Miguel Noya’s music responds to an environment steeped in disharmony. In the 1980’s Venezuela endured ballooning hyperinflation, violent riots, government corruption and brutal economic crises. Yet, powerfully, the material here acts as an antidote to this chaos. A calm, blissful, protective shield against the dangers and stresses of this unrest. Noya - a graduate of both Berklee College of Music and MIT (he holds degrees in Electronic Music and Digital Sound Synthesis, respectively) - held his own teaching position in Caracas throughout this period, protecting himself from the trauma with his music.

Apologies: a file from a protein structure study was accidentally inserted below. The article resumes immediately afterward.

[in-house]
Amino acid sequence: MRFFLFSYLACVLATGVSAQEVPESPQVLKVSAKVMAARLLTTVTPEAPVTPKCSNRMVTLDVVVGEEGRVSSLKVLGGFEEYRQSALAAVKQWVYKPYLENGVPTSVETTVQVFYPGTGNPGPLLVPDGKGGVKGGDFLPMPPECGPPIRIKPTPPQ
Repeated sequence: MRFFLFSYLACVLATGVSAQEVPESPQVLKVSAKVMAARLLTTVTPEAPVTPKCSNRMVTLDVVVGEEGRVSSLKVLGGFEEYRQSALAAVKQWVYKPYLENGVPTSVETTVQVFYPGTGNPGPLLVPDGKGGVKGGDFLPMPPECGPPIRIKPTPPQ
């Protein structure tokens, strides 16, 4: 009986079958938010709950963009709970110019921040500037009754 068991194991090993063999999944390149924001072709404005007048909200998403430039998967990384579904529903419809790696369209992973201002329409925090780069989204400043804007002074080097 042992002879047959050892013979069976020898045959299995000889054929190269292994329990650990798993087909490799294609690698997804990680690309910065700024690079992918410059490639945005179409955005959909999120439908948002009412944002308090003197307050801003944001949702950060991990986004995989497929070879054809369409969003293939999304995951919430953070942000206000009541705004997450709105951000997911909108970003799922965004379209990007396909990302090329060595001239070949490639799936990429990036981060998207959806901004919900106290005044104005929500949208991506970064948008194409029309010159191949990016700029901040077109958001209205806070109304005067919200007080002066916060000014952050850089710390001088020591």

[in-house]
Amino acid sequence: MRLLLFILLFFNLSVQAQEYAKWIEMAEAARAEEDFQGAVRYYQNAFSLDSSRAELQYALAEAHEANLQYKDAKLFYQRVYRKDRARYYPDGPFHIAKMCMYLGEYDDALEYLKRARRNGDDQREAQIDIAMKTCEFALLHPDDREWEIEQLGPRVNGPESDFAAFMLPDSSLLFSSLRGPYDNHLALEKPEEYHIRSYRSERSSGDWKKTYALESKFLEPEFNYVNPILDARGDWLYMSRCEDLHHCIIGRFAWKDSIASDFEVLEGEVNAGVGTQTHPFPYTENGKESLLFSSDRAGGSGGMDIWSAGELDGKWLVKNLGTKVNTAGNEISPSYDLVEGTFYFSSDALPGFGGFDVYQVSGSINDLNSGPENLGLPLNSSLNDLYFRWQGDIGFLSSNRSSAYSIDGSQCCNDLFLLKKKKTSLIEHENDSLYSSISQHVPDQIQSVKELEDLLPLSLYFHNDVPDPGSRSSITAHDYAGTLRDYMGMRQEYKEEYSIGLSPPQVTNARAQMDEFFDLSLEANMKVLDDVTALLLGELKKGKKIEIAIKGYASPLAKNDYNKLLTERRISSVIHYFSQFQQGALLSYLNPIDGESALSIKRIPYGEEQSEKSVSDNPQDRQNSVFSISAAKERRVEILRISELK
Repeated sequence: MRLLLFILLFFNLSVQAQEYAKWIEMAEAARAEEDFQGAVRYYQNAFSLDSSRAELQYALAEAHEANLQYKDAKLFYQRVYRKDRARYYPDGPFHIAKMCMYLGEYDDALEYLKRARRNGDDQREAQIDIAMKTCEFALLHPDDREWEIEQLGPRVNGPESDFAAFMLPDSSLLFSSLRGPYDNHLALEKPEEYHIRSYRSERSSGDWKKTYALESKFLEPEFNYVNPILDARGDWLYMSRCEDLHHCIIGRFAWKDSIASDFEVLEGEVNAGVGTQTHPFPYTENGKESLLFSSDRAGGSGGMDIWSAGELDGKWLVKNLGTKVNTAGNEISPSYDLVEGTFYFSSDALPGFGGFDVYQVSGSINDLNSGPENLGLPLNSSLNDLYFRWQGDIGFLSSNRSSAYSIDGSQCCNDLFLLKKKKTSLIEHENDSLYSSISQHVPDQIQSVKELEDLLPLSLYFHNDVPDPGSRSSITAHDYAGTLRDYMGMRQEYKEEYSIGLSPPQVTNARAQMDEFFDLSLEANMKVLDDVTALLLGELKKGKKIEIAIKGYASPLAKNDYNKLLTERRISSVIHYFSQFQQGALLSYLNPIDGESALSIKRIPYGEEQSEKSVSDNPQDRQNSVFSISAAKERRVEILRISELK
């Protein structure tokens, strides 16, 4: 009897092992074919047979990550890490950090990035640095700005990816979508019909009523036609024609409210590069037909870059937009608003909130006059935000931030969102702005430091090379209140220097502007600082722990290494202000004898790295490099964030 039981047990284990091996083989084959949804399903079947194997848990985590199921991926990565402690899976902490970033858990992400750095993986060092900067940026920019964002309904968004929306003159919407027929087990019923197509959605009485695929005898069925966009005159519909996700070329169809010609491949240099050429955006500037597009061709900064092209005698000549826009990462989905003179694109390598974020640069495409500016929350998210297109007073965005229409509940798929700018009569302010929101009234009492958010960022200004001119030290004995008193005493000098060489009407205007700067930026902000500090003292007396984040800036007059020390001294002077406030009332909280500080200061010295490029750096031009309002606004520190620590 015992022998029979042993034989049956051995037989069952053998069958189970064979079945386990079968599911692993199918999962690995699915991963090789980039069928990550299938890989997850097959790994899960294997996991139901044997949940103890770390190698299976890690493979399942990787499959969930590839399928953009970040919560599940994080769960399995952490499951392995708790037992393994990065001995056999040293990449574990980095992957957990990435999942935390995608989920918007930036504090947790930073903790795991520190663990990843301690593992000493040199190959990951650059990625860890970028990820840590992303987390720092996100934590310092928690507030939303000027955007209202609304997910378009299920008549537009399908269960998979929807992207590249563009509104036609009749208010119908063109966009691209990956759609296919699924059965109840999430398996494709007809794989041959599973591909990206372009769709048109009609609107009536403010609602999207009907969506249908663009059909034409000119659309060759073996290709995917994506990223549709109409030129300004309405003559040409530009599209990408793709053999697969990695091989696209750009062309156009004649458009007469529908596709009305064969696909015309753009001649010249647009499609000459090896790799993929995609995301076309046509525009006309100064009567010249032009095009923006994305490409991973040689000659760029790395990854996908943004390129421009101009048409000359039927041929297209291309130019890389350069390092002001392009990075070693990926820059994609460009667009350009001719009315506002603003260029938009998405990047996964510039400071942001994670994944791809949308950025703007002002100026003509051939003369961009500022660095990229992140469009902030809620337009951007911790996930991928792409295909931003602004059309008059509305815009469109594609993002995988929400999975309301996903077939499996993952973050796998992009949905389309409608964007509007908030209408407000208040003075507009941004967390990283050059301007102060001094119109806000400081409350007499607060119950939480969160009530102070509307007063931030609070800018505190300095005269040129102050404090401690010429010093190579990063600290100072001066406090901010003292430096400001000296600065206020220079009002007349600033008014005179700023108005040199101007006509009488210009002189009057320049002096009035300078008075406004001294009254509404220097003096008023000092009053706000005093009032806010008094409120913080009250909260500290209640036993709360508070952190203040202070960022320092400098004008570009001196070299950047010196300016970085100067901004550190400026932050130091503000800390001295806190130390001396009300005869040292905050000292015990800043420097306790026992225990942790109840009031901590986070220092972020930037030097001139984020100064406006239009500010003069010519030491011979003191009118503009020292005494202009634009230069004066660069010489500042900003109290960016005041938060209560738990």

His solo albums - ranging from 1984’s deep sci-fi-synthesis exploration Gran Sabana to 1990 installation soundscape (scarce finds of the original cassette issue sell, at the time of writing, for three figures) Ángeles Enviados - were all self-released. And as such short-run, private releases, most original copies have either been sequestered away into collectors’ vaults or, perhaps inevitably, have disappeared altogether.